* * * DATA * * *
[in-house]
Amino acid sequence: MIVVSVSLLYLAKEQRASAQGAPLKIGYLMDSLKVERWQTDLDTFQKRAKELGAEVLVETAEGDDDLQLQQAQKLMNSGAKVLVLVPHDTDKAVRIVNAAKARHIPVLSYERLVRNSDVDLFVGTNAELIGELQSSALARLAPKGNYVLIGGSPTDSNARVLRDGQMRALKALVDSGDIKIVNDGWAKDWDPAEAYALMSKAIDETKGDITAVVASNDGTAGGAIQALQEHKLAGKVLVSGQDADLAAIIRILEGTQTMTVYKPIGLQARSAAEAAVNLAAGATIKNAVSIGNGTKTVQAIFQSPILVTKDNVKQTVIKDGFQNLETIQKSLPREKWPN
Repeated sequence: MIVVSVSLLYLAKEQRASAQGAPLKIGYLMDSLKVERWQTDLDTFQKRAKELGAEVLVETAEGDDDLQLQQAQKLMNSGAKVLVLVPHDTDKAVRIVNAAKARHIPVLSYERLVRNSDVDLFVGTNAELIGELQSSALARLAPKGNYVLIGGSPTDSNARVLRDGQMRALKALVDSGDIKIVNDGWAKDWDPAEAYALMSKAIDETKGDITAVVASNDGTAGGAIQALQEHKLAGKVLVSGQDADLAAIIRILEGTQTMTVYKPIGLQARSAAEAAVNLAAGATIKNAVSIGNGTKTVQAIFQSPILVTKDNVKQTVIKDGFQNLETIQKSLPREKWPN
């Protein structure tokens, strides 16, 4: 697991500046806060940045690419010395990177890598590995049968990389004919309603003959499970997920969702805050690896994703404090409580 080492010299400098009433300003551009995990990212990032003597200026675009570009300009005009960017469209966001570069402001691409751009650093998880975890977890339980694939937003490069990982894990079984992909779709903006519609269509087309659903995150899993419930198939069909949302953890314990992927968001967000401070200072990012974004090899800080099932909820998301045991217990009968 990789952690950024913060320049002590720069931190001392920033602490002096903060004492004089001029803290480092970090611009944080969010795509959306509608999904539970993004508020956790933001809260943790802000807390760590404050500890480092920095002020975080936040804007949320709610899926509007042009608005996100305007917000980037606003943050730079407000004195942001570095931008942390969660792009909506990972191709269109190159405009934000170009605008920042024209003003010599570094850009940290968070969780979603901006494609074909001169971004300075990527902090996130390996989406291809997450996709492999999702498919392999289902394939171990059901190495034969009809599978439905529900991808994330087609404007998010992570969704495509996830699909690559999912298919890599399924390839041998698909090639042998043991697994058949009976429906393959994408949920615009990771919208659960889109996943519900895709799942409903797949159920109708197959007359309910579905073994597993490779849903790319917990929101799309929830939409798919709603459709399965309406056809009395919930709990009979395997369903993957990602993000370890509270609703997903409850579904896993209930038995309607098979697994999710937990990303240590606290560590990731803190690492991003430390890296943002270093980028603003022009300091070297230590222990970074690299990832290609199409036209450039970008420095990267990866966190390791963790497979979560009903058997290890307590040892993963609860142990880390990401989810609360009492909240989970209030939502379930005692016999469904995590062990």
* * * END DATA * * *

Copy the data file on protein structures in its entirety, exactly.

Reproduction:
[in-house]
Amino acid sequence: MIVVSVSLLYLAKEQRASAQGAPLKIGYLMDSLKVERWQTDLDTFQKRAKELGAEVLVETAEGDDDLQLQQAQKLMNSGAKVLVLVPHDTDKAVRIVNAAKARHIPVLSYERLVRNSDVDLFVGTNAELIGELQSSALARLAPKGNYVLIGGSPTDSNARVLRDGQMRALKALVDSGDIKIVNDGWAKDWDPAEAYALMSKAIDETKGDITAVVASNDGTAGGAIQALQEHKLAGKVLVSGQDADLAAIIRILEGTQTMTVYKPIGLQARSAAEAAVNLAAGATIKNAVSIGNGTKTVQAIFQSPILVTKDNVKQTVIKDGFQNLETIQKSLPREKWPN
Repeated sequence: MIVVSVSLLYLAKEQRASAQGAPLKIGYLMDSLKVERWQTDLDTFQKRAKELGAEVLVETAEGDDDLQLQQAQKLMNSGAKVLVLVPHDTDKAVRIVNAAKARHIPVLSYERLVRNSDVDLFVGTNAELIGELQSSALARLAPKGNYVLIGGSPTDSNARVLRDGQMRALKALVDSGDIKIVNDGWAKDWDPAEAYALMSKAIDETKGDITAVVASNDGTAGGAIQALQEHKLAGKVLVSGQDADLAAIIRILEGTQTMTVYKPIGLQARSAAEAAVNLAAGATIKNAVSIGNGTKTVQAIFQSPILVTKDNVKQTVIKDGFQNLETIQKSLPREKWPN
């Protein structure tokens, strides 16, 4: 697991500046806060940045690419010395990177890598590995049968990389004919309603003959499970997920969702805050690896994703404090409580 080492010299400098009433300003551009995990990212990032003597200026675009570009300009005009960017469209966001570069402001691409751009650093998880975890977890339980694939937003490069990982894990079984992909779709903006519609269509087309659903995150899993419930198939069909949302953890314990992927968001967000401070200072990012974004090899800080099932909820998301045991217990009968 990789952690950024913060320049002590720069931190001392920033602490002096903060004492004089001029803290480092970090611009944080969010795509959306509608999904539970993004508020956790933001809260943790802000807390760590404050500890480092920095002020975080936040804007949320709610899926509007042009608005996100305007917000980037606003943050730079407000004195942001570095931008942390969660792009909506990972191709269109190159405009934000170009605008920042024209003003010599570094850009940290968070969780979603901006494609074909001169971004300075990527902090996130390996989406291809997450996709492999999702498919392999289902394939171990059901190495034969009809599978439905529900991808994330087609404007998010992570969704495509996830699909690559999912298919890599399924390839041998698909090639042998043991697994058949009976429906393959994408949920615009990771919208659960889109996943519900895709799942409903797949159920109708197959007359309910579905073994597993490779849903790319917990929101799309929830939409798919709603459709399965309406056809009395919930709990009979395997369903993957990602993000370890509270609703997903409850579904896993209930038995309607098979697994999710937990990303240590606290560590990731803190690492991003430390890296943002270093980028603003022009300091070297230590222990970074690299990832290609199409036209450039970008420095990267990866966190390791963790497979979560009903058997290890307590040892993963609860142990880390990401989810609360009492909240989970209030939502379930005692016999469904995590062990």